Connecticut was dealt a double-blow by winter storms Chris and Diana earlier this month. Or was it winter storms Niko and Orson? Or just Thursday and Sunday’s winter storms? The answer depends on which TV station you’re watching. Not only is that confusing, but it can also be dangerous.
The National Weather Service, which issues severe weather advisories, watches, and alerts, has never named any storms other than tropical storms and hurricanes. The reason is that winter storms constantly strengthen and weaken, making it difficult to decide where one storm ends and another begins. Plus, with the number of winter storms that happen each year around the country, naming them all would be a full-time job.
But despite this, TV stations like WFSB give big storms a human name each year. The Rocky Hill-based CBS affiliate says it’s been naming winter storms since 1971, based on a new theme each year. This year, it’s Connecticut sports figures like Chris Drury (Thursday’s storm) and Diana Taurasi (Sunday’s storm.) Last year, it was U.S. first ladies, and the year before that, it was Connecticut town names that can also be people’s names, like Ashford, Bethany and Chester.
The Weather Channel is relatively new to the naming game. It started naming winter weather back in 2012, based on its own criteria for what constitutes a bad storm. The list of names, which this year includes Niko (Thursday’s storm) and Orson (Sunday’s storm), has been provided by the “experts” in a Bozeman, Montana, high school Latin class for the past three years.
So why do these stations go against the National Weather Service’s policy, and name winter storms? WFSB says it’s a fun tradition people look forward to each year. The Weather Channel says it’s to make it “easier to communicate a complex storm,” since “good communications benefits everyone.”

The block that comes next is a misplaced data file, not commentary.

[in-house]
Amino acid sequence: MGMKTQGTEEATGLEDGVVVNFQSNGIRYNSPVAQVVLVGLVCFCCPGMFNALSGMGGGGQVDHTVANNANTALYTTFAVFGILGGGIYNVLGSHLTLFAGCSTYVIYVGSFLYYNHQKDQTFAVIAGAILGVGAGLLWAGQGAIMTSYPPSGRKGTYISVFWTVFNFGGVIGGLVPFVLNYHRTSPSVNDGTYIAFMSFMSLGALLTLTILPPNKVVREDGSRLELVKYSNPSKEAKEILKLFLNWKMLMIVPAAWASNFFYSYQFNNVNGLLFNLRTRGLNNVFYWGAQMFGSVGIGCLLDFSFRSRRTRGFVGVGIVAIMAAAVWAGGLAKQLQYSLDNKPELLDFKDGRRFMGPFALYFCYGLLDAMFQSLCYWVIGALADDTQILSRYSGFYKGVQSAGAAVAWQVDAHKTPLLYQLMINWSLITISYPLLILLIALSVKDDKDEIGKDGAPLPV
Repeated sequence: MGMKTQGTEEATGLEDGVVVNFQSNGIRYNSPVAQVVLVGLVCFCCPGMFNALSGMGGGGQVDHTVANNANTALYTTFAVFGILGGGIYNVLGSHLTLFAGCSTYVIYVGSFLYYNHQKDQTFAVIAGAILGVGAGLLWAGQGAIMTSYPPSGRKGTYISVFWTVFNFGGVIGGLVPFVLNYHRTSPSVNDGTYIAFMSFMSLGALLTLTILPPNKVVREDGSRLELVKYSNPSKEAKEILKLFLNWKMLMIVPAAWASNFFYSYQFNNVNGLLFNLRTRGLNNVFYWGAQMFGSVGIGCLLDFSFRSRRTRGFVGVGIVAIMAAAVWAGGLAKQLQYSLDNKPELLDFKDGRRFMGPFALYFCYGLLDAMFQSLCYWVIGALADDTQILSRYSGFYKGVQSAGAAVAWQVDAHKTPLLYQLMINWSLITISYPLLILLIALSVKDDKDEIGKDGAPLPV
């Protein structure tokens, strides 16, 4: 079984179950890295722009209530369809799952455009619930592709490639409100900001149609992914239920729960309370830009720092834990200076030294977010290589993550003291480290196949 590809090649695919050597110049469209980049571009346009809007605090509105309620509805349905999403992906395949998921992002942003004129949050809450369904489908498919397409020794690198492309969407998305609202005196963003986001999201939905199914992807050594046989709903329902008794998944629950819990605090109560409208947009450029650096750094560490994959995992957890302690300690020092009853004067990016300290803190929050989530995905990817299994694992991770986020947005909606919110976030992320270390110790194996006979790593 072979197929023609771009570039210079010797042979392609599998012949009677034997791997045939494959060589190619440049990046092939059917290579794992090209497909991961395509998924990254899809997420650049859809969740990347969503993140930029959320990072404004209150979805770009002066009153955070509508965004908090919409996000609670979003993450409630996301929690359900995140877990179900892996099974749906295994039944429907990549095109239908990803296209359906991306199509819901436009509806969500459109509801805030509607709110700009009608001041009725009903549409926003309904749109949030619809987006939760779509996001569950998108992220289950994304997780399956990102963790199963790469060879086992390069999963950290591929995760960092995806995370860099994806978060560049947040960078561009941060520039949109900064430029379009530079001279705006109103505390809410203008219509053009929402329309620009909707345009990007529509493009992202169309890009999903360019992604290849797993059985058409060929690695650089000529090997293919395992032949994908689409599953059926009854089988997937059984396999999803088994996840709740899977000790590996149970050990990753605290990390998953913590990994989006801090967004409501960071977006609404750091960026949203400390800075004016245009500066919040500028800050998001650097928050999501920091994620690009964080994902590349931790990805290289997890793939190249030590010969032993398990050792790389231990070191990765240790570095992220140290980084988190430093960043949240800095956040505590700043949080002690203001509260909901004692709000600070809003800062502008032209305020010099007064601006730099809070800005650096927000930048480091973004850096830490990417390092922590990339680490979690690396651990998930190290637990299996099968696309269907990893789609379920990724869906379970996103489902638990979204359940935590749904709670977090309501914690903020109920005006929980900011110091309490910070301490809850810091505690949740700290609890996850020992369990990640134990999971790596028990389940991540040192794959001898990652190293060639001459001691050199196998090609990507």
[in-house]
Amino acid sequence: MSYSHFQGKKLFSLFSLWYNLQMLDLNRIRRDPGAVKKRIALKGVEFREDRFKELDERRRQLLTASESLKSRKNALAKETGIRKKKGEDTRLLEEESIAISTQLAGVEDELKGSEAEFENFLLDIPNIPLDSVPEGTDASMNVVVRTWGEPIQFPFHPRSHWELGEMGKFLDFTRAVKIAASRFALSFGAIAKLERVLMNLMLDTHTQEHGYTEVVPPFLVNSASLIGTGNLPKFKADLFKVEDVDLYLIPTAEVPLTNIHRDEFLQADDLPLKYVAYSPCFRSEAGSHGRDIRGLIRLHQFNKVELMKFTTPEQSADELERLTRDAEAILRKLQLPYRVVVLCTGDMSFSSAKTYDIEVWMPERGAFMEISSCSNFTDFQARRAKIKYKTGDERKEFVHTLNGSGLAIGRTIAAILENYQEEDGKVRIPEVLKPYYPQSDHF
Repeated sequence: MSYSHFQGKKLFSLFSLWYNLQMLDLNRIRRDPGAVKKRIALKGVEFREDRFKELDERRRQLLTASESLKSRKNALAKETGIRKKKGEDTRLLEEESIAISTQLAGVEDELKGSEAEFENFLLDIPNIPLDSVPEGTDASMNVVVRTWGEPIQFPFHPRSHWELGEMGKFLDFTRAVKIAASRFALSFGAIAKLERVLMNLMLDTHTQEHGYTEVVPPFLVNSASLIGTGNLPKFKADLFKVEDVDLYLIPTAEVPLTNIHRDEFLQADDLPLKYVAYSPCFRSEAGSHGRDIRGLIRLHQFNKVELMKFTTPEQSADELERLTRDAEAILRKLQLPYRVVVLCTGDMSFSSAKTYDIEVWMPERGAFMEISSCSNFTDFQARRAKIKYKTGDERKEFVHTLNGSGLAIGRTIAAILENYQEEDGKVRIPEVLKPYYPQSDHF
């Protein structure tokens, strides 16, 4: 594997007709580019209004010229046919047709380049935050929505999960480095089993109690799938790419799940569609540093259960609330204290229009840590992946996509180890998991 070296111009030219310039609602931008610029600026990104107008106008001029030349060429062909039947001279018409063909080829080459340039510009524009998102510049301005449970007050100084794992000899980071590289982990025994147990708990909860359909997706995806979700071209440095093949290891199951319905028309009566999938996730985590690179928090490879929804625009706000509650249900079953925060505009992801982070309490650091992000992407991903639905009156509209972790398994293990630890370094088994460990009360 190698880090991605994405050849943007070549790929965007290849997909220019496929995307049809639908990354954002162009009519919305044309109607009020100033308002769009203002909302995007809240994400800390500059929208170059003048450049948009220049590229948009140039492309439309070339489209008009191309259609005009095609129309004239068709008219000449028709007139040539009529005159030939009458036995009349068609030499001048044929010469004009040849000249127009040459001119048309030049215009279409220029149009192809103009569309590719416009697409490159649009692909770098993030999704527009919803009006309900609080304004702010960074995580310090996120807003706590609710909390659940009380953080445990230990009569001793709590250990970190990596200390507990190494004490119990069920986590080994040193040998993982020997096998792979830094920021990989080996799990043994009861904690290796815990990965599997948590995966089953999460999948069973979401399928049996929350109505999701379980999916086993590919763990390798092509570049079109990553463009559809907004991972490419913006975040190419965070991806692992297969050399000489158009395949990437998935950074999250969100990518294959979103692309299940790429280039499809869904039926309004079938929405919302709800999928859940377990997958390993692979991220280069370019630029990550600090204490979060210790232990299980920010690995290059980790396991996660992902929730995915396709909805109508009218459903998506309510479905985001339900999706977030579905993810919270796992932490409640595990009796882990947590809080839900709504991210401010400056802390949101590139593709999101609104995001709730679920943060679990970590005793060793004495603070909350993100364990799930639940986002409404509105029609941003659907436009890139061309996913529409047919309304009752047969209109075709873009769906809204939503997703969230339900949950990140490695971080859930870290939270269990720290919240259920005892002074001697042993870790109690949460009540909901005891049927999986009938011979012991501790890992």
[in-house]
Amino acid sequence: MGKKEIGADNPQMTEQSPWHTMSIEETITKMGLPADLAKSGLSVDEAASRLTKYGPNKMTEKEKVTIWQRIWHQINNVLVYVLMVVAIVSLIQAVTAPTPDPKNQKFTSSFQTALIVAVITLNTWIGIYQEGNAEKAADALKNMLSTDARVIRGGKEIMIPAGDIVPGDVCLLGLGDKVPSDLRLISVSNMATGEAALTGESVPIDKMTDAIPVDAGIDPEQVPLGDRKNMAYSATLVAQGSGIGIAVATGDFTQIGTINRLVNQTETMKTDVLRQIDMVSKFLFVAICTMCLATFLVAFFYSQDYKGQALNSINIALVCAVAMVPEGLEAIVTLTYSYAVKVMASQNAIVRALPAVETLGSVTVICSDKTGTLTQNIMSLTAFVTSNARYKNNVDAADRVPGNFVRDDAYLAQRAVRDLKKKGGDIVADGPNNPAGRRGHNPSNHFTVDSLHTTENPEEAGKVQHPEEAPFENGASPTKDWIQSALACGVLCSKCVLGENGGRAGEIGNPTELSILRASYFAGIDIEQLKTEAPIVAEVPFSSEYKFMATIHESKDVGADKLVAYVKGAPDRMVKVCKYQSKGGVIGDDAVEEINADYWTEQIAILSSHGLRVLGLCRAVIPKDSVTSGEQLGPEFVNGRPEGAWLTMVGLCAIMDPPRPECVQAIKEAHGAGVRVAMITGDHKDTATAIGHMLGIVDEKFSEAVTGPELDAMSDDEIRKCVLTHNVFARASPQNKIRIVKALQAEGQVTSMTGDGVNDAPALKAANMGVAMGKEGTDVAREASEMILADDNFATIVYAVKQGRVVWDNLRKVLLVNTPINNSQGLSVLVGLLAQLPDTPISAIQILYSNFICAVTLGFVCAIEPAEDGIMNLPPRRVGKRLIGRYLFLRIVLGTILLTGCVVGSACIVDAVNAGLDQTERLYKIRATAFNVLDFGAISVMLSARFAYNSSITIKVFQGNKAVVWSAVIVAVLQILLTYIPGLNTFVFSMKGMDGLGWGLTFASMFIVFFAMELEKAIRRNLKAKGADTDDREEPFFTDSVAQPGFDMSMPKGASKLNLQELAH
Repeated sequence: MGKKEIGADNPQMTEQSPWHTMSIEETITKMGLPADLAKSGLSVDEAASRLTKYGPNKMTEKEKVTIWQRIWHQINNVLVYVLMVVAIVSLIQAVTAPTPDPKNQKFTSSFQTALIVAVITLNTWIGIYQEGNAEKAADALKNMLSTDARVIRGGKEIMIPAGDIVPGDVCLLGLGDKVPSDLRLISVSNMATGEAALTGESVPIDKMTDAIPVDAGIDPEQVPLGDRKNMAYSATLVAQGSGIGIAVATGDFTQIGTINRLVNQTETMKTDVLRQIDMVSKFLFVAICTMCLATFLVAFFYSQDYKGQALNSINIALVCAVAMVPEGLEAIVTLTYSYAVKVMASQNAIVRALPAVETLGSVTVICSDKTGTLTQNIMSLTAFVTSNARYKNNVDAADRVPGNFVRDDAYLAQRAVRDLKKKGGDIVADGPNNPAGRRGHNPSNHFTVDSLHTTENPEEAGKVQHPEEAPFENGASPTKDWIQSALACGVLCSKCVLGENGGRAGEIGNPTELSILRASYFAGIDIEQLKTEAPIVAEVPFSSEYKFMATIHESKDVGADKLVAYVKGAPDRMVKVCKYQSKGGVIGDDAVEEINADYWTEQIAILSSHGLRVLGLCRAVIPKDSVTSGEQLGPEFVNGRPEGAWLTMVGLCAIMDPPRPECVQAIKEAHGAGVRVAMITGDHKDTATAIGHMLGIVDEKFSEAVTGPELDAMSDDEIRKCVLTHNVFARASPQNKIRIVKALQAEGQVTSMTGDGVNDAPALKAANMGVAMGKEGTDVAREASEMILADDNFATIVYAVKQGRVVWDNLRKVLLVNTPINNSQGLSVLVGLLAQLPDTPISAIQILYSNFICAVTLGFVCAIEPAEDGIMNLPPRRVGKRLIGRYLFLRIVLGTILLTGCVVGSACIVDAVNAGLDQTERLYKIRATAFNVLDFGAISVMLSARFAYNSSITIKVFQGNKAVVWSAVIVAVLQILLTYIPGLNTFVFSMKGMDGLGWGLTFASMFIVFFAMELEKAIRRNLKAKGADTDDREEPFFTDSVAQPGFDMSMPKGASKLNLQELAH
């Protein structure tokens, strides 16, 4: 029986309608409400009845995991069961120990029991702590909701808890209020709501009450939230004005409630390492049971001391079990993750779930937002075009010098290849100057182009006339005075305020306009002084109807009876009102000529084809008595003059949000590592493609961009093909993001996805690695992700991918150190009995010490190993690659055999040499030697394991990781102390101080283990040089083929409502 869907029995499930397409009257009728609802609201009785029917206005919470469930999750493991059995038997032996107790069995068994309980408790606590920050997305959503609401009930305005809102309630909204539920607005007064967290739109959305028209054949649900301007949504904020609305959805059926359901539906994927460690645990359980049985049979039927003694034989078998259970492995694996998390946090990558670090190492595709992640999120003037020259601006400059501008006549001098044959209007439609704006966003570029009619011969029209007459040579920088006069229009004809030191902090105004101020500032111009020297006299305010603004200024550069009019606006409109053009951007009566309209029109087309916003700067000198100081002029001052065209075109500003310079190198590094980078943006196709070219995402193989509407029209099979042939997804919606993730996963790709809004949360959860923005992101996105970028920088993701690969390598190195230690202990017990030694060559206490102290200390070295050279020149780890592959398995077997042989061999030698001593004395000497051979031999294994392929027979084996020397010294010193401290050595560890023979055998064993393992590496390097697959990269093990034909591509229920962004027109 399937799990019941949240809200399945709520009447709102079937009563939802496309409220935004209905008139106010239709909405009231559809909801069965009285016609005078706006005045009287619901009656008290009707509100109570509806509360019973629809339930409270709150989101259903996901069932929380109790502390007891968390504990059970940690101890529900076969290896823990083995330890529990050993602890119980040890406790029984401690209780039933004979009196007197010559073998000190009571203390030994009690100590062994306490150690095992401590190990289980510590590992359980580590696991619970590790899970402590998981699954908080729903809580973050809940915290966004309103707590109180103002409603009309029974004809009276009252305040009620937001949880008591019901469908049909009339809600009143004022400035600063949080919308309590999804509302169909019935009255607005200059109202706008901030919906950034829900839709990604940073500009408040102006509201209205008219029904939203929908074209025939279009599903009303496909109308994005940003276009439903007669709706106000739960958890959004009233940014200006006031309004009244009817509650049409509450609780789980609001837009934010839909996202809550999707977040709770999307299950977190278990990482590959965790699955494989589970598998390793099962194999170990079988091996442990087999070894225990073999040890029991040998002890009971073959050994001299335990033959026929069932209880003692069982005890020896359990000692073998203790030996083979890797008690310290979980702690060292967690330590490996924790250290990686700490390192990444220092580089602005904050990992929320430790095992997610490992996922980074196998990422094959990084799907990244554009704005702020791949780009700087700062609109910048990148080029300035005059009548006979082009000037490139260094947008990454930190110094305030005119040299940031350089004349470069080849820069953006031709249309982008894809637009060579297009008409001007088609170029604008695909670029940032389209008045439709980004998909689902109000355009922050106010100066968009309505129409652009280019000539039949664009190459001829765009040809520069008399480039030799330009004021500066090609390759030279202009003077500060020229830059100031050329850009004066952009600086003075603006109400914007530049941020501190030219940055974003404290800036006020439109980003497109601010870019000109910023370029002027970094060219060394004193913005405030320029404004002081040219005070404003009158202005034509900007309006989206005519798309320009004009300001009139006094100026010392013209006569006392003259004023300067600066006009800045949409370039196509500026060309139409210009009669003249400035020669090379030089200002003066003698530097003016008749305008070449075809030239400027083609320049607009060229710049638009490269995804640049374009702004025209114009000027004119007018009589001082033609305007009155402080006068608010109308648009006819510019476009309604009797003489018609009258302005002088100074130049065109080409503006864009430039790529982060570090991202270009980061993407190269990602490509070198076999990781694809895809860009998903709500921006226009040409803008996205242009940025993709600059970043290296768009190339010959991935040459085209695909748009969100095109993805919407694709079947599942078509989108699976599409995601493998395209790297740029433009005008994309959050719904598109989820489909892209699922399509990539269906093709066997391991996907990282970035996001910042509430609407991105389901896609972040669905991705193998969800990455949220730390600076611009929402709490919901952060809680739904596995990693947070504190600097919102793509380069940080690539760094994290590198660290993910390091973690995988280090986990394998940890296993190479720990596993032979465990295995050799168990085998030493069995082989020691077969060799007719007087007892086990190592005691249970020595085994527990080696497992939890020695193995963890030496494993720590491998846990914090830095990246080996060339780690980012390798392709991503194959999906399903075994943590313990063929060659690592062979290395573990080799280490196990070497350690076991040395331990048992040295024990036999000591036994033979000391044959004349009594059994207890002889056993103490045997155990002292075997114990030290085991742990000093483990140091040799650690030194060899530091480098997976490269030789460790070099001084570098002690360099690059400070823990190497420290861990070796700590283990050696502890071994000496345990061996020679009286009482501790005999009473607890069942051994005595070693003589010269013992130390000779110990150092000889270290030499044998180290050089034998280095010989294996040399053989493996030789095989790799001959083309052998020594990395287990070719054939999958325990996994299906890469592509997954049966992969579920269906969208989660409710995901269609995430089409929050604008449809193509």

But despite these justifications, the real reason isn’t about helping viewers or keeping them safe. It’s about marketing and branding.
Television is a hyper-competitive business, where stations are constantly competing for ratings. Losing even a fraction of a ratings point can cost the station thousands of dollars in revenue, since advertisers pay more to place commercials in higher-rated shows. Stations, therefore, do everything they can to make their coverage stand out from the competition. During breaking news or severe weather coverage, that means “owning” the story – covering every aspect of it so viewers will turn to them, instead of the competition.
Naming winter storms is one of the easiest ways to assert a sense of “ownership” over snow forecasts, coverage of icy roads, and lists of school closings. Not only does it create an identifiable brand, complete with on-air graphics, eye-catching animations, and “stay with us” teases, but it also creates the impression that the made-up name is an official term. That gives added, yet undeserved, legitimacy to that station’s forecast by making it look like its forecasters know something the others don’t.
But branding is a minor issue compared to the potential danger that comes from naming winter storms. When one channel, for instance, says Diana is bringing freezing rain, but another says it’s coming from Orson, viewers are left wondering if there’s one storm or two. Sowing confusion among viewers is the last thing broadcasters should do, especially when reporting on dangerous weather. Viewers should get one consistent message in the face of danger. For severe weather coverage, that means deferring to the anti-naming policy of government forecasters.
Naming winter weather also takes away from the uniqueness of assigning names only to hurricanes and tropical storms. The government started naming hurricanes in 1953 in order to differentiate between two or more storms forming at the same time, and to make it easier for people to keep track of them as they slowly moved towards land. But much like saying “everyone gets a trophy” in youth sports makes the actual trophy less meaningful, saying “every storm gets a name” makes naming storms less important. That can lead to people taking hurricanes less seriously than they should.
So the next time it snows and you hear WFSB talk about winter storm Eugene (named for Eugene Robinson) or the Weather Channel talk about a storm named Quid (from the Latin phrase “quid pro quo,”) don’t repeat those made-up names on Facebook or Twitter. Stopping its spread is the first step in stopping a bad TV news habit.
Ben Bogardus is an assistant professor of journalism at Quinnipiac University’s School of Communications.